To change the position of the target, the arithmetic control unit 12 outputs a signal to a target position changing unit 18 to change the angle(s) of the mirror 10b and thereby change the position of the target on the screen 2.

The response unit 14 receives responses from the patient. A measuring data memory 19 stores data corresponding to a response from the response unit 14. When a measurement ends, the arithmetic control unit 12 instructs a display 20 to display the results of the measurement.

The arithmetic control unit 12 and the target luminance changing unit 16 together set an initial luminance of the stimulus.

The arithmetic control unit 12 also outputs a background luminance regulating signal to the background illumination regulating unit 21 based on instructions from the console 13. A background illumination regulating unit 21 regulates the luminance of a background on the projecting screen 2 by adjusting the luminance of a light (not shown) for illuminating the projecting screen 2. Generally, when the background is dark, the receptive field of the patient (corresponding to the measured area) is large and it is possible to perform an effective measurement. When the background is bright, the receptive field of the patient gate smaller and it is possible to perform a precise measurement.

In this particular embodiment, the target board 7 has eight circular apertures (circular holes) to permit use of eight possible target sizes. The circular apertures are designated -II, -I, O, I, II, III, IV, V (Goldmann targets). Professor Goldmann adopted the notation of Roman numerals to designate standard sizes for a dome radius of 30 cm.

The Roman numerals correspond to solid angles as follows:

-II=(1/256)mm2 at 30 cm (average diameter, 0.012 degree)

-I=(1/64)mm2 at 30 cm (average diameter, 0.025 degree)

-O=(1/16)mm2 at 30 cm (average diameter, 0.05 degree)

I=(1/4)mm2 at 30 cm (average diameter, 0.11 degree)

II=(1)mm2 at 30 cm (average diameter, 0.22 degree)

III=(4)mm2 at 30 cm (average diameter, 0.43 degree)

IV=(16)mm2 at 30 cm (average diameter, 0.86 degree)

V=(64)mm2 at 30 cm (average diameter, 1.72 degree)

FIG. 3 shows a threshold curve for a normal patient. In FIG. 3, there is a complete spatial summation area C1, a non-spatial summation area C2, and an incomplete spatial summation area C3.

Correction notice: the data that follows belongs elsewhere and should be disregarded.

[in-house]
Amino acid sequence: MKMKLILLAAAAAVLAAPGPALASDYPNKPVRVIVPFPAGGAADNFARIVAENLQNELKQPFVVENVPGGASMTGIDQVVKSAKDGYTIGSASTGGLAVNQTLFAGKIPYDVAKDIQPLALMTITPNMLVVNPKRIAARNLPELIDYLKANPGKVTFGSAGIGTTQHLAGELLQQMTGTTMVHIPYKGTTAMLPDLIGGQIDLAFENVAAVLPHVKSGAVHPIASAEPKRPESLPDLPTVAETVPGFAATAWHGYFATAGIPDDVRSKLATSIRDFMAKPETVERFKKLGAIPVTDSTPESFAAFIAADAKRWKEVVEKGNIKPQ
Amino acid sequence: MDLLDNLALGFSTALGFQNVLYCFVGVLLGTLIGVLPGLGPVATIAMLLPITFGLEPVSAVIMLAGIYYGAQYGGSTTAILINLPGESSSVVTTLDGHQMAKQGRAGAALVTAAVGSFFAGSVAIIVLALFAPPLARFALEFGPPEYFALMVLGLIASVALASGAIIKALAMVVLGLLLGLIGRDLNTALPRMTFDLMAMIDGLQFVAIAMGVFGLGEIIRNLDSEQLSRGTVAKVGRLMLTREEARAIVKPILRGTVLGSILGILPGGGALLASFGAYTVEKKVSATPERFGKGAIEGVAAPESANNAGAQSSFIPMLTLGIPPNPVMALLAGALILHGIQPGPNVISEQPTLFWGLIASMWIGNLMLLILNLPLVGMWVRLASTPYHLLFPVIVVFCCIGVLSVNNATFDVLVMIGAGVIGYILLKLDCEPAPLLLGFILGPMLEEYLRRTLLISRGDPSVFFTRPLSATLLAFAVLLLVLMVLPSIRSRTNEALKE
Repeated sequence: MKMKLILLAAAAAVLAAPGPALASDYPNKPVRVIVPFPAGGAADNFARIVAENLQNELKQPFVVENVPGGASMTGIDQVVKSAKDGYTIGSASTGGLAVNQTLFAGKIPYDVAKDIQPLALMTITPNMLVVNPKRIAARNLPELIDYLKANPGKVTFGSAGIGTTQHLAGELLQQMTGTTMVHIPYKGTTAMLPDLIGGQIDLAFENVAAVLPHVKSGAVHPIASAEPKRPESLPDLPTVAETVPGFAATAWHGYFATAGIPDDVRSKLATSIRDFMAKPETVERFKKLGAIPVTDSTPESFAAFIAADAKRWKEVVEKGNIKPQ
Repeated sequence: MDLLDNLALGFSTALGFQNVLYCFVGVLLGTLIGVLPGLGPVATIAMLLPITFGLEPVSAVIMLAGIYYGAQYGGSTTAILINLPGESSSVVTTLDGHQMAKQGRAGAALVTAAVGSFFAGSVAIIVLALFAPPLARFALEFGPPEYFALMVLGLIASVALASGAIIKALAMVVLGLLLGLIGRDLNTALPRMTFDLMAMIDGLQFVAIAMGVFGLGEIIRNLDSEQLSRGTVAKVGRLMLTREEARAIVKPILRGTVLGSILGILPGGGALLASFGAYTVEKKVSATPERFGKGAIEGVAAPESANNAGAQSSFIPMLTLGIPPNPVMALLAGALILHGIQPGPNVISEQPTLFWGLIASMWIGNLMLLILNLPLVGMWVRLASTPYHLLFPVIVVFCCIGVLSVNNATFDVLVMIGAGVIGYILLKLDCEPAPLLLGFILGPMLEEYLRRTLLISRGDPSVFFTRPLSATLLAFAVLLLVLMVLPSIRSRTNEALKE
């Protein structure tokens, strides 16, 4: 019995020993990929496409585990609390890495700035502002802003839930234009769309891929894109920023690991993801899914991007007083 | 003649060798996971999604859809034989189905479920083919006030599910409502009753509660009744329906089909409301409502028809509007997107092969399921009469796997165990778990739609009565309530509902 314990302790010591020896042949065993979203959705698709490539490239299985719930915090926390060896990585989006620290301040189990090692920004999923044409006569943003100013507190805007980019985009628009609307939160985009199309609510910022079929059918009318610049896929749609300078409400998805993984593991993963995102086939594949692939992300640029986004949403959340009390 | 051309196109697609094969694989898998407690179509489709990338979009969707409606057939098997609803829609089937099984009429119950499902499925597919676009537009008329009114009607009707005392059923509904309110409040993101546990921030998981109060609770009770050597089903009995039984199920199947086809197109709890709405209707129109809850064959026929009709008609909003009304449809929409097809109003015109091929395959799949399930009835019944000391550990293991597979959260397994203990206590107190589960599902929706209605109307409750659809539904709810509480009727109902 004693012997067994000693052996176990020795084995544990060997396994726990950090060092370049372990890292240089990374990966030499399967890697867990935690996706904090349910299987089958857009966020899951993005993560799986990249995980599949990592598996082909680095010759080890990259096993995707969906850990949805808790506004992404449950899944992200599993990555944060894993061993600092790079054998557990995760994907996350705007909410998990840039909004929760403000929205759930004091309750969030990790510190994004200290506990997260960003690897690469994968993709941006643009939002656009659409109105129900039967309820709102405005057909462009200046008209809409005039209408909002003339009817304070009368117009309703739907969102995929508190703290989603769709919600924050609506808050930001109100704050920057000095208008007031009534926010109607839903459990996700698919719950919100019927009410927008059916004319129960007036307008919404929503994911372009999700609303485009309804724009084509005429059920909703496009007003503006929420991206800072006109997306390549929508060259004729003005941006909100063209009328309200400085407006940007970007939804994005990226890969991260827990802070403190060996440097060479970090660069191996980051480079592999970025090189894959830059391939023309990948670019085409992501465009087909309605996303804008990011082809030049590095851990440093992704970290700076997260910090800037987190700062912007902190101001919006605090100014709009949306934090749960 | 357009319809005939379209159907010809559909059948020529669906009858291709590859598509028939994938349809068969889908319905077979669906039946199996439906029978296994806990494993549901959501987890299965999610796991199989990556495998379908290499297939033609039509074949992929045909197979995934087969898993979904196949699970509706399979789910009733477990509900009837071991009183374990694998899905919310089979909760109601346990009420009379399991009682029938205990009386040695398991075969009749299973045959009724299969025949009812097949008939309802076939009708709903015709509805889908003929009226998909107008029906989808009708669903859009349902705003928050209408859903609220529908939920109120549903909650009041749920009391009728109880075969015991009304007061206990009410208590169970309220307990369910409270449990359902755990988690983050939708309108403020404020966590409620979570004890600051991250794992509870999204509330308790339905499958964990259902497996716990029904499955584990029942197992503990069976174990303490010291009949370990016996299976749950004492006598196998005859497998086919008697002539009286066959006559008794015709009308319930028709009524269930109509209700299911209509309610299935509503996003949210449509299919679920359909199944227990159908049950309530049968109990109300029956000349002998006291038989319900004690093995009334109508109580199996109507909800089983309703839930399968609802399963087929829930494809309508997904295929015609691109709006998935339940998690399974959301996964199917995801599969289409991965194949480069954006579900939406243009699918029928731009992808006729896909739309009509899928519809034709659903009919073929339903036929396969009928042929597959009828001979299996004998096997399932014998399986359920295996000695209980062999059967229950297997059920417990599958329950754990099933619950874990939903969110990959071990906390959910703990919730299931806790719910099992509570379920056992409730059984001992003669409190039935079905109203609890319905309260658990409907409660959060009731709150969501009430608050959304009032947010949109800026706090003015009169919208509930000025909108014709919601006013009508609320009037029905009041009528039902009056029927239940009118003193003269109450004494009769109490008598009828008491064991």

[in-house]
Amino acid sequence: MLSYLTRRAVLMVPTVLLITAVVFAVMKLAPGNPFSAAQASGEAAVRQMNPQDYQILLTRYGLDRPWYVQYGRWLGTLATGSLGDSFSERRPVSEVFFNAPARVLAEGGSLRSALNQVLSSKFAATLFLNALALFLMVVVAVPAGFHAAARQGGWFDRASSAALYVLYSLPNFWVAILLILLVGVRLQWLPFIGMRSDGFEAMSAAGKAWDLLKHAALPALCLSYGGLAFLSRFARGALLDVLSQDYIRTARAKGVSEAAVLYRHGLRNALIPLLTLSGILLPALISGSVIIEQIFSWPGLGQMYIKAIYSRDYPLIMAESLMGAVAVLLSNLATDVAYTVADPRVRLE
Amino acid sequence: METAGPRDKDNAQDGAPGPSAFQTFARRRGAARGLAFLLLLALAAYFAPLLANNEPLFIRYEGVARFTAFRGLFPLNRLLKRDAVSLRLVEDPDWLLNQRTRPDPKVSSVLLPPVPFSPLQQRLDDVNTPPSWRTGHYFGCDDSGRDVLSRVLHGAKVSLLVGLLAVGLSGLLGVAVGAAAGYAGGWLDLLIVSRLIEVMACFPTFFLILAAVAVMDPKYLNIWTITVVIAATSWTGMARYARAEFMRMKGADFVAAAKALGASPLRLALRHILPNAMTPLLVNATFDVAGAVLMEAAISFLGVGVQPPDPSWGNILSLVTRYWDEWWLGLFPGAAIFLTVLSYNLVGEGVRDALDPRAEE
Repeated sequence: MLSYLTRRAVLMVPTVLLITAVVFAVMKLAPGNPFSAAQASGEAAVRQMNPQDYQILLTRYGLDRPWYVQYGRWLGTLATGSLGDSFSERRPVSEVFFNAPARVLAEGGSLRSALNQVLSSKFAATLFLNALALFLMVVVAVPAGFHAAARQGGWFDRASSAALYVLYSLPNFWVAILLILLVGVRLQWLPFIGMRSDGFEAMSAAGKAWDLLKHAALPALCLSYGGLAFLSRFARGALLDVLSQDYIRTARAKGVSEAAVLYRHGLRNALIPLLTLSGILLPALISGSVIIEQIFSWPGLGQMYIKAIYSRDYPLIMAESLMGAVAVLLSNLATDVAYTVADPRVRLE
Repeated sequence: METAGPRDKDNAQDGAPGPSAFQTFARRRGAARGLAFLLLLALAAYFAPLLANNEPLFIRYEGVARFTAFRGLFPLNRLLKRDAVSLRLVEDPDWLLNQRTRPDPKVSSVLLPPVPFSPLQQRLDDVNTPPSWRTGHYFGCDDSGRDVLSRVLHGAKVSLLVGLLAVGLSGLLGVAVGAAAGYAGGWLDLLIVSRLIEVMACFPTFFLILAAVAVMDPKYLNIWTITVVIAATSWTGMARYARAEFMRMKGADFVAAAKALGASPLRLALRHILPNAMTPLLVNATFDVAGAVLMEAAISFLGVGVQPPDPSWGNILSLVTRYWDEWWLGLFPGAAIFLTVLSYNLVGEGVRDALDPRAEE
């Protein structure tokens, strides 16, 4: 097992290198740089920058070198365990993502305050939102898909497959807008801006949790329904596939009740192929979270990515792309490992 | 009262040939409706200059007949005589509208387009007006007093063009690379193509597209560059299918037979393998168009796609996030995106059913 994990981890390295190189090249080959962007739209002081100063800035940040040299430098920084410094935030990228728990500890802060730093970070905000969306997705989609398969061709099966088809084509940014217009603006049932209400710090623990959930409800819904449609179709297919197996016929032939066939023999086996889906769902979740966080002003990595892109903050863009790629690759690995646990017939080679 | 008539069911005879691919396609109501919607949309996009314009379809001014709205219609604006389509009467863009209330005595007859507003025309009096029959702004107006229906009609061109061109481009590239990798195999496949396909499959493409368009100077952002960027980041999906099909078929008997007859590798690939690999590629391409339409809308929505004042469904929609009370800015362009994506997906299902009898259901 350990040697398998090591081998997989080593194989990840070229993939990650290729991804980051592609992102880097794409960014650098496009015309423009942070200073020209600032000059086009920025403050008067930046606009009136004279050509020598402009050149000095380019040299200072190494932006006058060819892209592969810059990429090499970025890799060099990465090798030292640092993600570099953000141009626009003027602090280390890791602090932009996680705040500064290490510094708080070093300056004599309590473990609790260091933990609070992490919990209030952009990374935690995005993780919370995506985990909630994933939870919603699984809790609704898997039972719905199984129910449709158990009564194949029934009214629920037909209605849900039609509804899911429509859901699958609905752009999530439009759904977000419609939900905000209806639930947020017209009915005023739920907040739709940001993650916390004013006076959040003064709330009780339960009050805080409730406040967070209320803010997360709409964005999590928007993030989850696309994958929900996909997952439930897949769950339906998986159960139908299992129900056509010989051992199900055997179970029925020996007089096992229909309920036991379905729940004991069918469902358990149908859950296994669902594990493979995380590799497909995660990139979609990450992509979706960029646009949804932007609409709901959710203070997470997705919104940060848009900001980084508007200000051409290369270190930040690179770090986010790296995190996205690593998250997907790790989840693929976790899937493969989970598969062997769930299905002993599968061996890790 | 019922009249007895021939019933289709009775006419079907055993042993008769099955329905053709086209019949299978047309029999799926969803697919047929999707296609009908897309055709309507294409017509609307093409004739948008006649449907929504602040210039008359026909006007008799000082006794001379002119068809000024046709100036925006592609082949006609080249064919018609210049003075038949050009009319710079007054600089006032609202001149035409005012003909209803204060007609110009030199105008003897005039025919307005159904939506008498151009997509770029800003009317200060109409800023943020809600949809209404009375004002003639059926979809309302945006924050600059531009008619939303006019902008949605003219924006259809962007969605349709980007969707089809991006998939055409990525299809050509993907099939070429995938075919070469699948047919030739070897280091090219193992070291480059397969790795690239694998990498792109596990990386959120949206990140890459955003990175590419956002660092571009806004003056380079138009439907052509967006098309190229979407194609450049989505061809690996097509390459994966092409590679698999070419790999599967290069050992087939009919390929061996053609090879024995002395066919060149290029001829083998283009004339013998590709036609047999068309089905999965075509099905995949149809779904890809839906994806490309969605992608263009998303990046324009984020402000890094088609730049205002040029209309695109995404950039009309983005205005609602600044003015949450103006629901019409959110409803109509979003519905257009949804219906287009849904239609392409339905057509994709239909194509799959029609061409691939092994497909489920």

The complete spatial summation area C1 is an area where the energy (intensity times area) of the target corresponding to a threshold level is constant even if the size of the target is changed, and where the luminance of the target corresponding to the threshold level increases in proportion to the size of the target. In other words, the complete spatial summation area C1 is an area where the size of the target is smaller than the size of a receptive field at that point. Receptive field is a unit area which is responsive to light.

The non-spatial summation area C2 is an area where the energy (luminance times area) of the target corresponding to the threshold linearly increases in proportion to the size of the target.

The incomplete spatial summation area C3 is between the complete spatial summation area C1 and the non-spatial summation area C2, and is an area where the energy (luminance times area) of the target corresponding to the threshold increases in proportion to target size along a curve.

In FIG. 3, points -II and -I are in the complete spatial summation area C1. Points II, III, IV, and V are in the non-spatial summation area C2. Points O and I are in the incomplete spatial summation area C3. The size of the receptive field change based on the patient.

FIG. 4 is a flow chart of the processing of a perimetric measurement performed by this invention.

The perimetric measuring apparatus of the invention includes a general perimetric measuring program (such as a static stimuli measuring program and the like) and a receptive field measuring program.

The general perimetric measuring program provides a pulse stimulus to the patient and then obtains characteristic(s) of the Y ganglion cells as a result of the pulse stimulus. The general perimetric measuring program is well-known and accordingly a detailed description thereof is not provided here.

The receptive field measuring program uses target sizes -II through V. The receptive field measuring program generates stimuli at points H0, H5, H10, H15, and H20 at eccentric angles 0, 5, 10, 15, and 20 along a 45 line K1 (on the temporal side), as shown in FIG. 5.